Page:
However, with this growing trend, there now comes a need to have even smaller portable computers. The laptops are now “too big”. So we now have the onslaught of netbooks and mobile phones doubling as handheld computers. So what exactly is it that people need? They want big screens but the device should be portable. They need more processing power but a small device and one that doesn’t heat up. It’s going to be very interesting wathcing this space in the next few years.

While discussing this topic with Vijay today, he mentioned he wanted to take just the laptop screen around without having to undock his laptop for presentations or short meetings. Tablets don’t work for him for some reasons. He just wanted the screen to go with him and communicate with the “base” wirelessly. I thought that should be possible with a low-power, low-speed processor on the screen itself running something off the RAM. Anyway, with the cloud-computing phenomenon, all one would need is a browser and a handful of other software (mainly plugins to browsers). The OSes will either have to evolve to support ASMP or the processor manufacturers will have to come out with low-power chips and being able to share the bus with a stronger processor (Intel’s Atom does seem it can fit here). The OS has to evolve in either case along with the chipset.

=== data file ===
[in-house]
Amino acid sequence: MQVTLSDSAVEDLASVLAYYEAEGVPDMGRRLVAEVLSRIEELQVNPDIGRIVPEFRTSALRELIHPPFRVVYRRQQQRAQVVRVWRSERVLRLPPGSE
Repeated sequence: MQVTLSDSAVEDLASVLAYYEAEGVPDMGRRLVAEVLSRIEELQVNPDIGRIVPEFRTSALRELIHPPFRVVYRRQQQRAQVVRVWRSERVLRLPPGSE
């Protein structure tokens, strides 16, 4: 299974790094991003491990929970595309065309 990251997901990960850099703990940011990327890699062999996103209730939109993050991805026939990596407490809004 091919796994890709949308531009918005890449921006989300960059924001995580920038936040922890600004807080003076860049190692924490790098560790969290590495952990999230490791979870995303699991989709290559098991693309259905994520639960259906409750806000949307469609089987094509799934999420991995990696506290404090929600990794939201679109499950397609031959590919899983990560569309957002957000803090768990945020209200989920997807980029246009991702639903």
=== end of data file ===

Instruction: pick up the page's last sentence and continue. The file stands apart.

The desktop software will have to have support for this, of course, where you would click something like “detach the screen safely” and the necessary plugins can be transferred to the screen’s RAM. Or the screen can have some flash storage and the browser, presentation software, etc. can be stored natively all the time.